The industry has long been on the bandwagon of Vertically Integrated Units. The need is to make the manufacturers understand the relationship between process efficiencies, labor productivity and the cost of product. Perspective of a local Garments Importer, Exporter and Distributor For the purpose of empirical research and to get firsthand knowledge of the industry we visited BABRI IMPEX; here is an abstract of the discussion we had with its Managing Director, Mr. Zahid Aslam Khan The Garment Lifecycle:As we moved through the production process we could see the raw materials being used, labor intake, the recycling of the wastage and the safety precautions being implemented. The production process itself is quite a dense phase therefore it is categorized into three major parts out of which the first and the foremost is the cutting of clothes into pieces as per the design of the end product or they may also fabricate it but the firm we visited provides yarn to another company that in turn supplies them with the cloth. Second is the printing done on the cloth and in the third stage these pieces are stitched together to give the final shape.Every process is very critical and is conducted with great care and precaution as various chemicals and machinery are being used to achieve the desired goal.
Q/A: When we inquired about the chemicals being used he told us that they import them as prescribed by the customer. Their comments on Organic chemicals was that, “yes people are shifting towards organic chemicals to some extent but to talk in general it’s still a spoken fad because there is absolutely no way to judge whether organic chemicals are used or not after the dying and washing has been done. In addition to chemicals we inquired about the machines they were using and this was where we came to know about their R&D efforts. The machines they import are not just for their personal use but they also supply them to domestic users. Previously they used to import machines from Germany and US but now due to low prices, China is preferred. Moreover they were the first to adapt to modern semi automatic machines for screen printing but to use them they had to train their employees and as they said most of the people using these machines have got the machines and the appropriate training from them.He also mentioned that due to their experience and knowledge of the machines they could print 21000 shirts at a time from the same machine that others in Pakistan can only use to print 3000 shirts at a time which indeed makes them unique from others.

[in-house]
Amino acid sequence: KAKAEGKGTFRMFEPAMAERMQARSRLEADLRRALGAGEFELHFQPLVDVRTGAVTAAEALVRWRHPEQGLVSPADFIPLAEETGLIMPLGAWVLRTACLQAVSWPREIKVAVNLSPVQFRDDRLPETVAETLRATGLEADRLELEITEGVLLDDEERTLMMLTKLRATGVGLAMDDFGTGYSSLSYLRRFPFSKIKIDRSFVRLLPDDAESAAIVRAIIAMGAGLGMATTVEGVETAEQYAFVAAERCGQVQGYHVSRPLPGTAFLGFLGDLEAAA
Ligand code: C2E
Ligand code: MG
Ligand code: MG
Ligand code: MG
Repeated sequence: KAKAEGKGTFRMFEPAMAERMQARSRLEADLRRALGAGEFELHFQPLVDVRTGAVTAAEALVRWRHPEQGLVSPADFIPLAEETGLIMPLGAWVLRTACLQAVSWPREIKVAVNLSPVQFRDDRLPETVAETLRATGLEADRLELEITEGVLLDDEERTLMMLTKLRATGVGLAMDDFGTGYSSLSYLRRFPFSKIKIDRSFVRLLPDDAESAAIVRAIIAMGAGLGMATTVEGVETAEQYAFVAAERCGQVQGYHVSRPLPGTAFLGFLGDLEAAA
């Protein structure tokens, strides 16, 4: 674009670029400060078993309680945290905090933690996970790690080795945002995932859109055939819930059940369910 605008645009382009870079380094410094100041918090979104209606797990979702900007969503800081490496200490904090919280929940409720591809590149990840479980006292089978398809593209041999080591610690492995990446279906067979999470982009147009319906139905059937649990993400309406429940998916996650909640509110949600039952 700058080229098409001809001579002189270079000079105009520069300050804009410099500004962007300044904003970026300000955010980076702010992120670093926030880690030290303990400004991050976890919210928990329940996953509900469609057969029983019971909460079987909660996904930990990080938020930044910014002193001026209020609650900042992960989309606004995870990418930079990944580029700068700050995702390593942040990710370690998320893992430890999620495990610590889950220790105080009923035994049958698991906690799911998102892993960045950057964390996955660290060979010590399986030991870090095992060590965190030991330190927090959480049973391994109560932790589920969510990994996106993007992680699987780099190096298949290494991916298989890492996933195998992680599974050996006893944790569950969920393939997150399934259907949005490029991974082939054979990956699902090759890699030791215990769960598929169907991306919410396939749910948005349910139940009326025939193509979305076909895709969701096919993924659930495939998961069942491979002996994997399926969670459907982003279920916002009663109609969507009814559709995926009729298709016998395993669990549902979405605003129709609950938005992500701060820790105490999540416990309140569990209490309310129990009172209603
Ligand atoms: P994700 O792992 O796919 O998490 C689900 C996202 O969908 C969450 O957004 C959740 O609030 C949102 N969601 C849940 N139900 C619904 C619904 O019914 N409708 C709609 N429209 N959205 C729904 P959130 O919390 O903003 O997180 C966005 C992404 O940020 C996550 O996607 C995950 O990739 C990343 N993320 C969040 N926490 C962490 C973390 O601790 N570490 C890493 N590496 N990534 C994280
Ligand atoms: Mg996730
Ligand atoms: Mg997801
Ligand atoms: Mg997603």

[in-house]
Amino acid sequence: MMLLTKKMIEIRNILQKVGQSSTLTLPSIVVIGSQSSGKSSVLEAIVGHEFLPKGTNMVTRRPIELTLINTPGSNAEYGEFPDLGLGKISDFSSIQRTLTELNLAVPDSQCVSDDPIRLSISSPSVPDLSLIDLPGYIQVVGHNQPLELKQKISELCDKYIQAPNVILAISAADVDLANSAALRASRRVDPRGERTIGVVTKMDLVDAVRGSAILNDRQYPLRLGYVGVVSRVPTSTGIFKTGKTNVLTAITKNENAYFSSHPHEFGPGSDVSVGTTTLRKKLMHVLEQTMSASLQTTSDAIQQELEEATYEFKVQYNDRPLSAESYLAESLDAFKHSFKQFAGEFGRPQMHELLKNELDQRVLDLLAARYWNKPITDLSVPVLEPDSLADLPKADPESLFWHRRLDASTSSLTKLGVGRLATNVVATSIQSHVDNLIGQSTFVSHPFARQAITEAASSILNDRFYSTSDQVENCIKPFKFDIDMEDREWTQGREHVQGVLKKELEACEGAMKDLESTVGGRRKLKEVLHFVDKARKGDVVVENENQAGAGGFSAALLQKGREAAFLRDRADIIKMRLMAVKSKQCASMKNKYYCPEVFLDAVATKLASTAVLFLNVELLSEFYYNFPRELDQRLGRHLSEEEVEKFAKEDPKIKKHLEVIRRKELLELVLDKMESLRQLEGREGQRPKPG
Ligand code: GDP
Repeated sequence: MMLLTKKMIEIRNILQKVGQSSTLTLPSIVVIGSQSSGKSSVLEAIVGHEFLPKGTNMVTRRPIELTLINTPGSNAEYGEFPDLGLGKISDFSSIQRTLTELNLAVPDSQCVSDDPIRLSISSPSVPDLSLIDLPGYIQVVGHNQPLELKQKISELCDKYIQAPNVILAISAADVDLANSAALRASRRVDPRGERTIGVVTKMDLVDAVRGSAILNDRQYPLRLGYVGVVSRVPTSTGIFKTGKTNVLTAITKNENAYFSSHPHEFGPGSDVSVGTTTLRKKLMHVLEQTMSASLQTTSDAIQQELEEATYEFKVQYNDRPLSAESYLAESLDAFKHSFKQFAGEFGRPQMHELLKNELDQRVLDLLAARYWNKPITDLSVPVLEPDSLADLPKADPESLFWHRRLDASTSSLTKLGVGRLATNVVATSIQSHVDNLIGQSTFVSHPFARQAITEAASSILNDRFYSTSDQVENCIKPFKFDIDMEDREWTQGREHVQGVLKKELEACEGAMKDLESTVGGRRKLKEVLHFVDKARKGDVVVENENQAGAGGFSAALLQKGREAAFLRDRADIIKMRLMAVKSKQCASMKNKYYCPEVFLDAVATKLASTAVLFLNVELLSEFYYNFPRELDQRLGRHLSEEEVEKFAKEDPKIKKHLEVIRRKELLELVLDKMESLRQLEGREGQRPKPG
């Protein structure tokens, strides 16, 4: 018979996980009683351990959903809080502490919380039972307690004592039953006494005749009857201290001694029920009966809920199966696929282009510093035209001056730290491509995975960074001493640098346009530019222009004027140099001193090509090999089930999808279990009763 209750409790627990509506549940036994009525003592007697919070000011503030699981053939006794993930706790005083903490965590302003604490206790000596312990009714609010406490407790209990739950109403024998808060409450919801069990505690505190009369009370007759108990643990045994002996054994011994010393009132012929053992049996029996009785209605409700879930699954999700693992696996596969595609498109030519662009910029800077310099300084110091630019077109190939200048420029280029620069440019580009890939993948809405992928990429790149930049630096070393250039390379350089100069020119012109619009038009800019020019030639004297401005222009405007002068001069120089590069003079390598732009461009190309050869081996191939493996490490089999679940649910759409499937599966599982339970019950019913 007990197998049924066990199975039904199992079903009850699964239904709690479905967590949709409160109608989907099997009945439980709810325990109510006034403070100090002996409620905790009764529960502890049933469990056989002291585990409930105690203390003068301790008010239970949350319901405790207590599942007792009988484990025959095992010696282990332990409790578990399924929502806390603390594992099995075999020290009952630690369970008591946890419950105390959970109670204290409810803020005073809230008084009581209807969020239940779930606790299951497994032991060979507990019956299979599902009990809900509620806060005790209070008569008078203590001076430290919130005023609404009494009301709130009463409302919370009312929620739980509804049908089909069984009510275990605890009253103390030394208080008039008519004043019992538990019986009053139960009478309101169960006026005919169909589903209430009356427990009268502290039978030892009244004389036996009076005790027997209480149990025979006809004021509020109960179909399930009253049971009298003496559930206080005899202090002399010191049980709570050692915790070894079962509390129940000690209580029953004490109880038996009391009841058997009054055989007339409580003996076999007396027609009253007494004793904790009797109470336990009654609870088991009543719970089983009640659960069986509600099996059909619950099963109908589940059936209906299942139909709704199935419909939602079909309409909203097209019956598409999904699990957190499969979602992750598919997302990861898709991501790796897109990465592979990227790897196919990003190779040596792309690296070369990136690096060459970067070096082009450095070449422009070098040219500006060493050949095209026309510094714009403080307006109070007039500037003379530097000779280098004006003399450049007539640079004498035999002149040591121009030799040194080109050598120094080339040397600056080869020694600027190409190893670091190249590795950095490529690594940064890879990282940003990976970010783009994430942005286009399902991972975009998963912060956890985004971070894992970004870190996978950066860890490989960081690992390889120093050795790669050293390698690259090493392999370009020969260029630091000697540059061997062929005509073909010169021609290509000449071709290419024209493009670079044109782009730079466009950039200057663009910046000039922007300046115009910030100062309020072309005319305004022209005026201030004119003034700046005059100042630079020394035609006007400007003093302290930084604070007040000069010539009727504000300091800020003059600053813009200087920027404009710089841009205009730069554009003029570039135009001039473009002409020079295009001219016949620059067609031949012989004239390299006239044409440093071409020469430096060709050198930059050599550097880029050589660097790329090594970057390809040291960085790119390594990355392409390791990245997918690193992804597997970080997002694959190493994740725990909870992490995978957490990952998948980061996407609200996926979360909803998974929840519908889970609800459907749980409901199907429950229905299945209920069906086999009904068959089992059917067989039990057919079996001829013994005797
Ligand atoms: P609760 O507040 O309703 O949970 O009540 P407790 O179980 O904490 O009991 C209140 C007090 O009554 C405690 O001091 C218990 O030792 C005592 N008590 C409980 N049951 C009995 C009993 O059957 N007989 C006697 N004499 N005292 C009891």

We also inquired as to why machines were not used to cut the cloth during the initial process to which they said that it is difficult to cut the cloth for knitting with machines because of the stretchable nature of the material however when we talk about the weaving process its highly recommendable to use machinery.He also added that cutting was a very crucial part in the garments process and it distinguishes good from the best, this is where Bangladesh and India have a strong advantage. The little amount of waste that does arise from the cutting process is recycled to form blankets, etc and to give an example he mentioned that those blankets are used by the NATO forces are in fact made from this waste. He also said that Pakistan is the quickest when it comes to turn around time which is the overall time of the production process.As mentioned earlier that the entire working of production is done under great protection. So let’s now talk about the precautions they take in the production process. Due to the changing weather conditions it is important that the same yarn be used for a specific consignment otherwise the end products may have differences.
He also talked about the safety precautions most of which are difficult to implement as the labor is sometimes not trained to use them or they just don’t feel the need of using them. When we queried them about the labor, they said that the whole production process is labor intensive.Talking about the salary, average wage is 10,000 Rs. Therefore the labor is sometimes referred to as cheap and unskilled but they find it cost effective because the people come to them without much education or training and what they take from here is experience and a fair amount of income. BENCHMARKING ANALYSIS OF THE GARMENTS SECTOR Benchmarking is the process of identifying and adapting outstanding practices from Organizations and companies around the world to assist an organization or company in measuring and improving its performance.A thorough understanding and knowledge of best practices in the relevant areas is the basis of a successful benchmarking exercise. It took years and years of unending research to come up with a system of metrics and quartile- not to forget a detailed understanding of best practices in the Garment industry that too aided in coming up with a system as comprehensive as this one.